Haltom v StateAnnotate this Case
Haltom v State
1935 OK CR 138
50 P.2d 744
58 Okl.Cr. 117
Oklahoma Court of Criminal Appeals
Intoxicating Liquors -- Conviction for Possession not Sustained.
EDWARDS, J., dissenting.
Appeal from County Court, Woods County; J.J. Glaser, Judge.
Alfred Haltom was convicted of unlawful possession of intoxicating liquors, and he appeals. Reversed and remanded, with directions to dismiss.
E.W. Snoddy and H.C. Crandall, for plaintiff in error.
Mac Q. Williamson, Atty. Gen., and Jess L. Pullen, Asst. Atty. Gen., for the State.
DOYLE, J. In an information filed in the county court of Woods county, Alfred Haltom, the defendant, was charged with the offense of possession of intoxicating liquor, a pint of wine, in said county, on the 22d day of December; 1934, with the unlawful intent to sell or otherwise dispose of the same.
Upon his trial, the jury returned a verdict finding him guilty as charged, but failed to agree upon the punishment. Motion for a new trial was duly filed and denied. March 5, 1935, the court sentenced the defendant to be confined in the county jail for thirty days, to pay a fine of $50, and to pay the costs of the prosecution.
The principal ground relied upon for a reversal of the judgment is that the evidence is not legally sufficient to support the verdict.
The undisputed facts are that Nels Nelson, a deputy sheriff, was driving by and saw defendant, Alfred Haltom, Jimmy Bay, and Walter Wing standing near the Farmers Oil Station at the southeast corner of the courthouse square in Alva. Bay was taking a drink out of a pint bottle and handed defendant, Haltom, the bottle. The officer stopped his car, walked up to the men, and said:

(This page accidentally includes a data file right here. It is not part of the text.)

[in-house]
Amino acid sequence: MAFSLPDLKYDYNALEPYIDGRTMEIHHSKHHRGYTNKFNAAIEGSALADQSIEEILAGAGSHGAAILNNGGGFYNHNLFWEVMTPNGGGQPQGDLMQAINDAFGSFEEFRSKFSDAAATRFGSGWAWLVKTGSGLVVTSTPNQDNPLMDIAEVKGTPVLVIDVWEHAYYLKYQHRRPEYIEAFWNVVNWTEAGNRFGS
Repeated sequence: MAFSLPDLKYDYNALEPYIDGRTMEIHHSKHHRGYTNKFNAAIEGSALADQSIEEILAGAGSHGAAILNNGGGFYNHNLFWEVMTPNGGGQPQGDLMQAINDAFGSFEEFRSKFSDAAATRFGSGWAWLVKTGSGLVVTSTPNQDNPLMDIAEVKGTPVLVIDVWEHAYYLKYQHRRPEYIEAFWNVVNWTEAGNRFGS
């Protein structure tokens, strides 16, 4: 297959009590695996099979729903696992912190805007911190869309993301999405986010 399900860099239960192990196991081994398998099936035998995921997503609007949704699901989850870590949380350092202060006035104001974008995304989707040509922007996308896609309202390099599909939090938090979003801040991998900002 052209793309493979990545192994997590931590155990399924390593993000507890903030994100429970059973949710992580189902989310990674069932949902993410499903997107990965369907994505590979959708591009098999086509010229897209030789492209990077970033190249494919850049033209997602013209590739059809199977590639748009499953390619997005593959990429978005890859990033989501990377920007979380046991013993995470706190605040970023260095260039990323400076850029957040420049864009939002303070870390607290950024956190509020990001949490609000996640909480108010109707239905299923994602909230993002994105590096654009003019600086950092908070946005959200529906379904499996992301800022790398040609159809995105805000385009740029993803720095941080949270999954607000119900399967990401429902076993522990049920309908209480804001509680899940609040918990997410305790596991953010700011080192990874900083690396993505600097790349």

"What's going on here, let me have that bottle."
"Nothing, I think it is wine."
The officer took the bottle and told them to report on Monday at the sheriff's office. The officer took the bottle to Mr. Lisk to analyze its contents. On Monday he verified the information, and this prosecution followed.
G.M. Lisk of the department of chemistry, N.W. Teachers College, testified that he analyzed the contents of the bottle and found the alcoholic content by volume 42.9, by weight 35.9.
At the close of the state's evidence, a demurrer was interposed and overruled. Defendant then moved for a directed verdict on the ground that the state had failed to establish facts sufficient to constitute a public offense. This was also overruled.
On the part of the defense, the testimony of Walter Wing and defendant was to the effect that Jimmy Bay had the bottle, took a drink, and was handing it to defendant when officer Nels Nelson stepped up, took the bottle from Bay, and ordered them to report at the courthouse Monday morning.
It cannot be said that a misdemeanor is committed in the presence of an officer unless the acts constituting the offense become known to him at the time they are committed, through his sense of sight, or through other senses; although a person may actually be committing a criminal offense, it is not committed in the presence of an officer within the meaning of the statute if the officer does not know it. And where the officer could not observe and become cognizant of the act constituting the offense by the use of his senses, it could not be committed in his presence